Influenza vaccine effectiveness: best practice and current limitations of the screening method and their implications for the clinic.

Minodier L, Blanchon T, Souty C, Turbelin C, Leccia F, Varesi L, Falchi A,
Expert Rev Vaccines. 2014 Aug;13(8):1039-48. doi: 10.1586/14760584.2014.930666. Epub 2014 Jun 19.


Abstract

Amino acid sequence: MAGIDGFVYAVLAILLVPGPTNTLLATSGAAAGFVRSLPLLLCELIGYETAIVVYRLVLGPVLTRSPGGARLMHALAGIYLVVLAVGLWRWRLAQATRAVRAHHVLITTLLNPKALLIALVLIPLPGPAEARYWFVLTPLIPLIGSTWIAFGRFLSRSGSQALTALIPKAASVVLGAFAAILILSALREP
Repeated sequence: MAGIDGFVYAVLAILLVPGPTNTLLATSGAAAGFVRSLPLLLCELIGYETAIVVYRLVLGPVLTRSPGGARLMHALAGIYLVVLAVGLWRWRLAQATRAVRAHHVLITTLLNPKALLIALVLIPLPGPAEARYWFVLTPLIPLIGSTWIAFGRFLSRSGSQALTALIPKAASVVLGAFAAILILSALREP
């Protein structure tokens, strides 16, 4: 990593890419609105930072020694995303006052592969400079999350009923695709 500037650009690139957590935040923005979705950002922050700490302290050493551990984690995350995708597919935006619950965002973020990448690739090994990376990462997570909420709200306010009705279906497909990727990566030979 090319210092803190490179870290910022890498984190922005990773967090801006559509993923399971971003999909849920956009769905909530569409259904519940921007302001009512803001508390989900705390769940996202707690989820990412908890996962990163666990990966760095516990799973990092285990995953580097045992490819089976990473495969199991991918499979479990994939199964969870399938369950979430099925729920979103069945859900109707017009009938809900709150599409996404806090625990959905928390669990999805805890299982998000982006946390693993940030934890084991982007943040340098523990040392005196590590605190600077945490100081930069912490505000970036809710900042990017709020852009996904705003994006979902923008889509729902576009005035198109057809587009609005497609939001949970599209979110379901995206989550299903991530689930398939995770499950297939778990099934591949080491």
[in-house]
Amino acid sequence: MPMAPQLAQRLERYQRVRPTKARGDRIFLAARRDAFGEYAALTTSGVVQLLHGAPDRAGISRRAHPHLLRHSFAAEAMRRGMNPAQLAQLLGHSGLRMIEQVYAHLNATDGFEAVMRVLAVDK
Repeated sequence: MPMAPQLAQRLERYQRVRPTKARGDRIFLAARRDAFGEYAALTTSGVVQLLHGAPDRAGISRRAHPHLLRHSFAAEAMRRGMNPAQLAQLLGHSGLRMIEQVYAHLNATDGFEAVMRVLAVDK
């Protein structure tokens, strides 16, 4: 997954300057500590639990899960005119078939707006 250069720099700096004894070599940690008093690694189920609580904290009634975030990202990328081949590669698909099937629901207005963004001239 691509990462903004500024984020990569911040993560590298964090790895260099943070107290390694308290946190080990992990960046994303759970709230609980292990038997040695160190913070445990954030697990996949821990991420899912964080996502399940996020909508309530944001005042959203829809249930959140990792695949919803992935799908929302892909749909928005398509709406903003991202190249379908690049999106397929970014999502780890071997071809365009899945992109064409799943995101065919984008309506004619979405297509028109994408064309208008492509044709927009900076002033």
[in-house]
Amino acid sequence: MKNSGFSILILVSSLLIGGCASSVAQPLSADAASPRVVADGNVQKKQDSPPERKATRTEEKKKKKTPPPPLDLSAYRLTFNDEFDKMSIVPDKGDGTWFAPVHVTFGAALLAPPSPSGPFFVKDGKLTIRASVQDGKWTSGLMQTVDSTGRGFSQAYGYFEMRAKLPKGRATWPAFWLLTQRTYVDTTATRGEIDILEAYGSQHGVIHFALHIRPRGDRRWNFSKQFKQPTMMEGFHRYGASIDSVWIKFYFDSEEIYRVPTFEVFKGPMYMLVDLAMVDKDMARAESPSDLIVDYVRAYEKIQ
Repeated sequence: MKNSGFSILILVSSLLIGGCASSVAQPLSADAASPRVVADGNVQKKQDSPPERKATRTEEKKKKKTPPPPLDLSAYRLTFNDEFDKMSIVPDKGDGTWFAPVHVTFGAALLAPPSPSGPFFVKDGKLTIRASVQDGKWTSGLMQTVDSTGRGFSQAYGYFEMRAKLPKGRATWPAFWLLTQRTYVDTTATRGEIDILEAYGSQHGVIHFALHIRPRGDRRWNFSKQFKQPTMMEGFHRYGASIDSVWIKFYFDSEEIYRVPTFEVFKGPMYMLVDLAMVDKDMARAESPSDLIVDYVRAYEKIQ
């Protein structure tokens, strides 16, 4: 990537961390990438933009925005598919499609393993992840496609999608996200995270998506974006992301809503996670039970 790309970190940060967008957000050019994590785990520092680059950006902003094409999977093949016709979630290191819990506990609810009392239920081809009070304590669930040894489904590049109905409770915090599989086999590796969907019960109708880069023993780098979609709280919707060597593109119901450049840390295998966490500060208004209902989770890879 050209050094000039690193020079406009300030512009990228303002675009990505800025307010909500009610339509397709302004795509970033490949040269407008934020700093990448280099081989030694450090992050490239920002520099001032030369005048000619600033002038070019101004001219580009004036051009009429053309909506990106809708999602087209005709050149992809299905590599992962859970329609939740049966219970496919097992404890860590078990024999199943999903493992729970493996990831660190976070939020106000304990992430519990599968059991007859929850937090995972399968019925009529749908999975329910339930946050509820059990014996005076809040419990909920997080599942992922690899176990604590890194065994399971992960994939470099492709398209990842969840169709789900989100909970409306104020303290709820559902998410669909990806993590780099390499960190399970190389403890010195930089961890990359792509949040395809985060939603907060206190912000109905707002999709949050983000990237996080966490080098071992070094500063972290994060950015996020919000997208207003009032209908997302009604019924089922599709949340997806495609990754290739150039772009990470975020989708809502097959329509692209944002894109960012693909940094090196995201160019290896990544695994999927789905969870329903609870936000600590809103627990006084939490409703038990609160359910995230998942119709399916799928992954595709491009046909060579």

Is there a role for the screening method in estimating influenza vaccine effectiveness (VE)? The answer is yes, but the simplicity of the method used has raised concerns about its validity, and several cautions should be noted. The screening method provides an approximation of influenza VE by comparing the proportion of cases vaccinated (PCV) with the proportion of persons vaccinated (PPV) in the general population. This method has an important disadvantage: VE estimation could be inaccurate if the values for PCV and PPV are drawn from different populations, but it has an important strength, compared with other observational studies, in providing an early indication of VE in the field. Thus, when an infrastructure, such as routine surveillance, is in place to collect robust PCV values, and PPV can be obtained from routine vaccine uptake monitoring systems, thescreening method can provide early estimates of influenza VE in target groups.
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